Add value to calves: At least $100 per head awaits efforts to rise above the commodity average | TheFencePost.com
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Add value to calves: At least $100 per head awaits efforts to rise above the commodity average

Brianna Gwirtz
Dykstra

“Value” in feeder calf marketing is a relative term. All calves have some.

The trick is to capture your share, said Paul Dykstra at the recent virtual 2020 Feeding Quality Forum.

The Certified Angus Beef brand’s assistant director for supply management and analysis summarized the key concept.

“Think about where my customer makes the most money,” he said, noting that the customer changes through the supply chain from feeder, to packer to consumer. “If we can pursue that endpoint, I think we’re off to a great start in our marketing program.”

Feedyard managers agree on general traits of desirable calves: They stay healthy, convert feed efficiently and hang a high-quality carcass.

So how do producers ensure their calves are desirable? After genetics, management decisions play a big part. Whether to wean before selling is one of the biggest.

“The feedyards I consulted with are definitely less excited about feeding a freshly-weaned calf than they’ve ever been,” Dykstra said. “Certainly owning those calves through the weaning period has some risks — but our customers are telling us the weaned calf that’s ready to go on feed is the preferred product.”

CattleFax data for 2019 showed a $98-per-head average price boost for calves weaned 45 days or longer, compared to unweaned. Those extra days take feed resources, he said, but also add weight to the calf crop at sale time.

“I’m not going to suggest that this kind of management works for everyone, but this is the reality of the numbers,” Dykstra said.

A calf’s potential for premium grades also drives demand. Now that 82% of fed cattle grade Choice or Prime, and as quality keeps rising, so do packer and consumer expectations.

That’s why the likelihood of quality-focused premiums, such as those for the CAB brand, can still add dollars to your check. CAB acceptance rates have doubled in the last decade to more than 35% for Angus-type fed cattle, with rewards only growing.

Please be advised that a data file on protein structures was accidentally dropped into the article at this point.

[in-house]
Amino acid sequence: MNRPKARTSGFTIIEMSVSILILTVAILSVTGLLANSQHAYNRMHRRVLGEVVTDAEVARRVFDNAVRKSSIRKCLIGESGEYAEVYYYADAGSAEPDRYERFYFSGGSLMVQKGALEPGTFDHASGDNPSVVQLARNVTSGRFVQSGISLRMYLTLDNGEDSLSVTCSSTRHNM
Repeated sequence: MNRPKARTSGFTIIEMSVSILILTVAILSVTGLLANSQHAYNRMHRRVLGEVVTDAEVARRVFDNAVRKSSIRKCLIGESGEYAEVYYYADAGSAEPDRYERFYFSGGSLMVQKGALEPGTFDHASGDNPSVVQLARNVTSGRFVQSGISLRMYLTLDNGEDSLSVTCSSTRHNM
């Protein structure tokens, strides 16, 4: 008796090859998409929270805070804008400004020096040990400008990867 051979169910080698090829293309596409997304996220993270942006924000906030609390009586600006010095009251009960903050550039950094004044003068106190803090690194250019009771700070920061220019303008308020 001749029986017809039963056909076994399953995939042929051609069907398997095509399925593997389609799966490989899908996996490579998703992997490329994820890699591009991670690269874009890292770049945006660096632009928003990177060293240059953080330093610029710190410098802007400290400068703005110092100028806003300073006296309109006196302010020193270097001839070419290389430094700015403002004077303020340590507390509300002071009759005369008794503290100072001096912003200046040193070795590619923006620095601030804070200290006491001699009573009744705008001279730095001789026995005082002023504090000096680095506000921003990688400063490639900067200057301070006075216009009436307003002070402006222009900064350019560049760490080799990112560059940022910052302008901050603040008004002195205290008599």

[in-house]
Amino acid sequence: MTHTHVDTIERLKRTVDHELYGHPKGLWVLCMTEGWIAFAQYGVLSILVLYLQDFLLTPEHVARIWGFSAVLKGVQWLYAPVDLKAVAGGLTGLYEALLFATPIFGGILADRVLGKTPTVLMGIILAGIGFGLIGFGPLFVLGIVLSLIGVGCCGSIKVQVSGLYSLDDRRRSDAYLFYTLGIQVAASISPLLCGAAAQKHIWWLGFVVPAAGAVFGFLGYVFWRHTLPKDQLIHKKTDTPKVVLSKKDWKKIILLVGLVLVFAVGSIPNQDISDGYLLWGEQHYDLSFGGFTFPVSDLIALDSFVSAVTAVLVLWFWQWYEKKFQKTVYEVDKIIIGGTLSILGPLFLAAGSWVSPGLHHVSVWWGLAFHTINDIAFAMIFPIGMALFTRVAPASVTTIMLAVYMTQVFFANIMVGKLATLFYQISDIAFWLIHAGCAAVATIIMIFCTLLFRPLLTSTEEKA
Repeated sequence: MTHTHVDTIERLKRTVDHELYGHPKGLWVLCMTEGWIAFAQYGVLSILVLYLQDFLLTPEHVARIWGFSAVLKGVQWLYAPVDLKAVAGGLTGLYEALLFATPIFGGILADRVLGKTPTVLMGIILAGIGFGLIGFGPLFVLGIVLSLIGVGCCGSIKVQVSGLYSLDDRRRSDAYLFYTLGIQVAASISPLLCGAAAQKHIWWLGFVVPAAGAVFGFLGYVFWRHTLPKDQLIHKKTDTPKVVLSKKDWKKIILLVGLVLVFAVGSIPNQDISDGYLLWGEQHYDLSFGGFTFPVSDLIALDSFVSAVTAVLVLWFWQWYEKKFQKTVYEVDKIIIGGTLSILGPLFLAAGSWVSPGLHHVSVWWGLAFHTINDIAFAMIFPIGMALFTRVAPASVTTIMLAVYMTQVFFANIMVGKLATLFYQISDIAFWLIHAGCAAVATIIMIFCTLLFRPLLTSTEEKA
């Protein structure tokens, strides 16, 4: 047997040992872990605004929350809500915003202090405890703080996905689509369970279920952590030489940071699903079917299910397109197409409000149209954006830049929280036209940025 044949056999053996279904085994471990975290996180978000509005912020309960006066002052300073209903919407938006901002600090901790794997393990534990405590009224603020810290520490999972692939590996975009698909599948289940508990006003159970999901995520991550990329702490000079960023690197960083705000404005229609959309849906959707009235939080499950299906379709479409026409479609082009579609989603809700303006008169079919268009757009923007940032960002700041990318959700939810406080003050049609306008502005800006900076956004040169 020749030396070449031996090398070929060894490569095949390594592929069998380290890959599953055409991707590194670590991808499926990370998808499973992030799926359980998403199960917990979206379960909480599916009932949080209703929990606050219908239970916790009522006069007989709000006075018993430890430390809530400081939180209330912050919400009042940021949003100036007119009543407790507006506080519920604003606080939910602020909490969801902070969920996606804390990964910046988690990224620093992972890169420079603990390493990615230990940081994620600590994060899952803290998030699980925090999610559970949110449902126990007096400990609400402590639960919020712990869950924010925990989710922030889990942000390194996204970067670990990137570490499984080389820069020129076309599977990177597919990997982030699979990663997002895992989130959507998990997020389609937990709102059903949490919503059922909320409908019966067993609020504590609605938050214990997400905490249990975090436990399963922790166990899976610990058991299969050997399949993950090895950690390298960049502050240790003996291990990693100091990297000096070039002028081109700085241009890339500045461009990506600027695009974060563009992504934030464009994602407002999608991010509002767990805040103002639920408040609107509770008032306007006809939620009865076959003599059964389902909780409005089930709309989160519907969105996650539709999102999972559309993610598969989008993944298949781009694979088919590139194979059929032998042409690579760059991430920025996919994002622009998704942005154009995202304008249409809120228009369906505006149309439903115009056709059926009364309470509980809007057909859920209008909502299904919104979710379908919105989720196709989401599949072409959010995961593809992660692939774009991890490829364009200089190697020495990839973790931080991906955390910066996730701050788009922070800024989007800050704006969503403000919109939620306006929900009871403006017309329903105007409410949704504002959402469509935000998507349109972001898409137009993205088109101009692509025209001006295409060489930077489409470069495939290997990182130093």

“We’ve seen increases in the Certified Angus Beef premium paid on grids by packers to feedyards for qualifying carcasses,” Dykstra said. “More supply has not necessarily meant fewer dollars.”

Value starts with genetics.

“In an up market, the best cattle do exceptionally well. In a down market, the best cattle might keep our head above water and above a break-even,” he said. “So let’s look at genetics from a risk-management perspective.”

Enrolling calves in value-added programs is a proven way to do just that, with examples like AngusLink, documented health or naturally raised — all designed to verify decisions made on the ranch.

“We want to get involved in the items that bring back a premium,” Dykstra said, calling such programs “pretty essential.”

Build a resume for your calves and send it on to feeders or share on social media to use modern day marketing tools, he suggested. The internet is a cost-effective and often free way to personalize marketing with photos and information. Feeding and carcass data, Beef Quality Assurance certification and details on genetics can set calves apart.

Even with everything else in place, it’s important to consider seasonal price movements.

“There are times of the year that are best not to sell, and times of the year that reward us the most,” Dykstra said. Historical price patterns show significant increases for fed steers in the April-to-May timeframe. “If we make decisions that target that a little bit better, perhaps we manage cattle during a different season.”

Finally, Dykstra urged building personal contacts and relationships.

“When we’ve got several thousand cattle for sale on a given day, it’s really hard to stand out,” he said. It helps when relationships result in buyers who know the management and bred-in attributes. “I always appreciate when I get personal contact from people, and I think your customer base may also appreciate that kind of contact.” ❖


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